Friday, March 31, 2017

JOIN US! -- Hazelnut and Pawpaw Planting This Sunday, April 2

Join us this Sunday, April 2, to help plant some rescued local native hazelnuts and pawpaws in areas recently cleared of invasive brush near Veblen House. As with the pawpaws planted last year, we'll stake and protect the new plantings with wire fencing. The plantings are part of the envisioned "ecological campus" on the grounds surrounding the Veblen House and Cottage, on the east side of Herrontown Woods.

We'll also do some cleanup, including mending recent damage to the lawn, where trucks made deep ruts and spilled some road salt. The ruts may prove a good place to plant rescued daffodils. 

Elizabeth Veblen, who generously left the house for public use after she died in 1974, grew up in York, England, and loved daffodils. These photos from 1953 show daffodils in the field where the trucks recently left deep ruts. Sunday, we may begin restoring the field to its historic look.

If you'd like to come but can't do the physical work, you can always lend moral support and hear the latest news. We'll have refreshments. Kids welcome. Park down the driveway across the street from 443 Herrontown Rd, or walk up from the Herrontown Woods main parking lot.

Ground will likely be moist, so dress accordingly.

UPDATE ON OUR PROPOSAL TO ACQUIRE AND REPAIR THE VEBLEN HOUSE AND COTTAGE: Two months ago, the Friends of Herrontown Woods submitted an official proposal to Mercer County to acquire and restore the Veblen House and cottage, to create a Veblen Center and ecological campus on the surrounding grounds. In particular, the house is of sound structure with wonderful custom interior. Though we have made great progress restoring the grounds of Veblen House, the county has not as yet given us permission to begin repairs of the buildings. We have submitted the insurance we believe sufficient to handle any liability concerns, so that we can begin repairing the buildings as soon as possible. Having demonstrated our skill and dedication by caring for the 140 acre county-owned Herrontown Woods over the past four years, we are awaiting a county response to our proposal so that we can negotiate a means to put these historic structures on a positive trajectory.

Saturday, March 18, 2017

FOHW Submits Proposal to Repair Veblen Buildings

The Friends of Herrontown Woods (FOHW) has been busy over the winter. On February 3rd, we proudly submitted to Mercer County a proposal to acquire and put to a public purpose the Veblen House, cottage, and farmstead at Herrontown Woods. The document envisions, and details the projected costs of, what will be called the Veblen Center.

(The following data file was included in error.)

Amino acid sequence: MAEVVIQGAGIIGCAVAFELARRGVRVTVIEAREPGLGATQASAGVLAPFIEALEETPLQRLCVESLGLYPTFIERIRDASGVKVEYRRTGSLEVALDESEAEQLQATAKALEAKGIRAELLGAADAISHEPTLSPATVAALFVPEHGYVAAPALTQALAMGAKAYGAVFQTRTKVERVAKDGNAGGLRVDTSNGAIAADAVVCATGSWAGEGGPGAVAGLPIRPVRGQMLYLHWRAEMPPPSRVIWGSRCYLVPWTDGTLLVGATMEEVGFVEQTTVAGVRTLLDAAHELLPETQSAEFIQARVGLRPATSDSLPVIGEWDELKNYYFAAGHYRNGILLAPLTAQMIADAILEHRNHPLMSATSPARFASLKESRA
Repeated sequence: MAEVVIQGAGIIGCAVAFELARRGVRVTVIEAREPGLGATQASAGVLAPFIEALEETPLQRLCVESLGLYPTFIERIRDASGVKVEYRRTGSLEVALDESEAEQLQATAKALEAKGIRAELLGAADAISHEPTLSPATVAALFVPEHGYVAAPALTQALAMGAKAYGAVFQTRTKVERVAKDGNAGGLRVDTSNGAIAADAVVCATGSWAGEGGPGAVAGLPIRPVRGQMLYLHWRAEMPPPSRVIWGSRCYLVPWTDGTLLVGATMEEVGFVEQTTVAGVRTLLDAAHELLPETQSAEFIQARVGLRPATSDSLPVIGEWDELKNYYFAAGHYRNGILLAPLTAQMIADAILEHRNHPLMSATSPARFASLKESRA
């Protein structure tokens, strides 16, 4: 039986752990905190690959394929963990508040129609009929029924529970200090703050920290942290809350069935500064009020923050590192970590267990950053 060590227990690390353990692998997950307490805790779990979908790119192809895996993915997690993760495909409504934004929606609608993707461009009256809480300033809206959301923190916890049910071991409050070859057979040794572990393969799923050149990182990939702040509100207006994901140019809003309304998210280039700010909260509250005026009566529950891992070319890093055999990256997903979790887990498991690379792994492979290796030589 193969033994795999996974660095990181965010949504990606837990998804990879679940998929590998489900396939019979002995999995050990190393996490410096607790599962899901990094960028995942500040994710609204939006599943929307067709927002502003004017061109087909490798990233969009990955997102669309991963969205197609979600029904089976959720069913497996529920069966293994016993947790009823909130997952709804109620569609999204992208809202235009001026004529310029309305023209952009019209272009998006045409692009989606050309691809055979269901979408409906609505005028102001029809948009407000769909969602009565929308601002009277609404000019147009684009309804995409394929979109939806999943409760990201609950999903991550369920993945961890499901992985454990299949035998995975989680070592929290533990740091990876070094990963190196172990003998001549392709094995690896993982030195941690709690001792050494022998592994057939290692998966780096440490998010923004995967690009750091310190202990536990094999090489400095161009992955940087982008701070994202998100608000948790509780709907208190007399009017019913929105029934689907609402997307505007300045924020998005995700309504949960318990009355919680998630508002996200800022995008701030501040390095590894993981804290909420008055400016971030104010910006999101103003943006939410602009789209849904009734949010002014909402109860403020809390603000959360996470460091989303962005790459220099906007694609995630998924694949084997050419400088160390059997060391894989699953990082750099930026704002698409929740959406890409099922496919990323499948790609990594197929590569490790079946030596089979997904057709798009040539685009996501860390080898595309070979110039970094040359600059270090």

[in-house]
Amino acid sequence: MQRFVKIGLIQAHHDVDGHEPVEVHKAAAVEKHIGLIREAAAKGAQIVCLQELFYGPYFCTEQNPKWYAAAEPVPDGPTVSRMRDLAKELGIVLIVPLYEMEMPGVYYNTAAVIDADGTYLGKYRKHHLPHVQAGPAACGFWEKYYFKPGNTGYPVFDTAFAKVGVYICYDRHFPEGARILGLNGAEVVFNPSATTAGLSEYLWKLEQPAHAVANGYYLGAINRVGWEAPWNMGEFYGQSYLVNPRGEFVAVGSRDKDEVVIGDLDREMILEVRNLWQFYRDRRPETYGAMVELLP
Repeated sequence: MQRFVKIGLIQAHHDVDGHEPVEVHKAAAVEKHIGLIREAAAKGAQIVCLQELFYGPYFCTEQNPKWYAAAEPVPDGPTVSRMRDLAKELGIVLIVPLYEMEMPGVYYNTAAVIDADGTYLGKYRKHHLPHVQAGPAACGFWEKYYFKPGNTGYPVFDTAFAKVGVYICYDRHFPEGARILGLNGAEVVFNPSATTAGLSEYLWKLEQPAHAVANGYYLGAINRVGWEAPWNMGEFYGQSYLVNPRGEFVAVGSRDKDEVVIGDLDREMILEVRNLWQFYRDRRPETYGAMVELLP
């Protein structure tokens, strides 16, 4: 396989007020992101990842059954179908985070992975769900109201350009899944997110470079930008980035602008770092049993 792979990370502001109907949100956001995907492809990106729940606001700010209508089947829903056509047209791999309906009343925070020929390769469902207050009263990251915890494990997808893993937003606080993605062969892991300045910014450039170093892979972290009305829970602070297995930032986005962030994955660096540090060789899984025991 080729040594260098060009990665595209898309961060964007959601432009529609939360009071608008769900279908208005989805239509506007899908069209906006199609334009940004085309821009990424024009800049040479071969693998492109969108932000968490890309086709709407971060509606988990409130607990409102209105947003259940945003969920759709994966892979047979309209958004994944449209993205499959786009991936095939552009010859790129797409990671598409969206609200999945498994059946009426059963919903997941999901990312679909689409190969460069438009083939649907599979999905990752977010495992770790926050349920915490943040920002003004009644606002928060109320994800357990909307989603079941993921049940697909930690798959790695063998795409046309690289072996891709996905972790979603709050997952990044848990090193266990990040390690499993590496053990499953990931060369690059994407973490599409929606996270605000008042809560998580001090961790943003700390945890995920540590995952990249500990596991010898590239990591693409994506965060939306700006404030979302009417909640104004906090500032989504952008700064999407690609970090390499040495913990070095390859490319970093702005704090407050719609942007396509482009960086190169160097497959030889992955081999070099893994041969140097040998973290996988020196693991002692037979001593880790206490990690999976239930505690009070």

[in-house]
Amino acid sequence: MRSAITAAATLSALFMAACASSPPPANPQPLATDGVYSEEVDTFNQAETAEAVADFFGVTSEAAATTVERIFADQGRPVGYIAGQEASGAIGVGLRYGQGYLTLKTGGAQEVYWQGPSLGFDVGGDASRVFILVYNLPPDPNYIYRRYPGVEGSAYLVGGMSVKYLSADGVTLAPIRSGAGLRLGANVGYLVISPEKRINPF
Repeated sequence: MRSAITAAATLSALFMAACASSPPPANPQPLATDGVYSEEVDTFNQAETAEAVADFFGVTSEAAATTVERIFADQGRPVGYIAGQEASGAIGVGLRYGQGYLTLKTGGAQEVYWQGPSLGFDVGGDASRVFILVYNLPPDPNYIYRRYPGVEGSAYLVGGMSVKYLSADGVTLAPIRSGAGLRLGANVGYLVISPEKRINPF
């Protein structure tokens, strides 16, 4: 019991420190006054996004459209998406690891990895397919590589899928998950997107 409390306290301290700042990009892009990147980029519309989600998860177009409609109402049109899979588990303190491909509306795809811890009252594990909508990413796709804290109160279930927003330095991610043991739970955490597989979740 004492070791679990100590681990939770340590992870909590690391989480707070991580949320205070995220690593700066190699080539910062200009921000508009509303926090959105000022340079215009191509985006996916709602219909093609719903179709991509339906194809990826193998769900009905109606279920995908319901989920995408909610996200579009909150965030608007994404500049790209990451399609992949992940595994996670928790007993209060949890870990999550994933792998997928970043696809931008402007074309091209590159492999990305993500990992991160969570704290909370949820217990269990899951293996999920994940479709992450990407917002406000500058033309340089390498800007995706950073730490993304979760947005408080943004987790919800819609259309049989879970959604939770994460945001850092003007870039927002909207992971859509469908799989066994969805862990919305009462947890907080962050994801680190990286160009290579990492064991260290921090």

FOHW volunteers have long wanted to build on their success in restoring trails and habitat on the 140 acre preserve, by directing similar energy and skill to repairing the buildings. Research has revealed the uniqueness of the Veblen House's architecture, the extraordinary lives of those who lived there, and the importance of the buildings for enhancing Princeton's open space and preserving the historic integrity of Herrontown Woods.

Proposed first steps are improved weatherization and appearance of the structures, restoration of the grounds, interpretive signage, and events to take advantage of the lovely setting. FOHW is seeking permission from Mercer County to begin repairs prior to acquisition, to demonstrate that the buildings can be saved and put on a positive trajectory after many years of neglect.

The proposal describes the importance of this initiative:
Oswald Veblen was an internationally renowned mathematician whose vision, passion and drive greatly influenced the development of Princeton University and the Institute for Advanced Study. He can also be viewed as the founder of Princeton’s open space movement, not only by donating Princeton’s first dedicated nature preserve, Herrontown Woods, but also through his work to acquire 610 acres for the Institute that later became preserved as the Institute Woods.
The Veblens’ donation of the house and cottage to the public trust should not be viewed as an afterthought. As described in books like Turing’s Cathedral, Oswald’s love of buildings was as strong as his love of land, and can be seen in the opulence of Princeton University’s “utopia for mathematicians”, Old Fine Hall (now called Jones Hall), which he largely designed. When the Institute for Advanced Study was first being formed, Veblen argued strongly, and effectively, for giving the dispersed Institute scholars a permanent physical setting where they could better interact. The Veblen House and cottage can now serve in a similar way, as much needed infrastructure to complement the extraordinary corridor of preserved open space in eastern Princeton.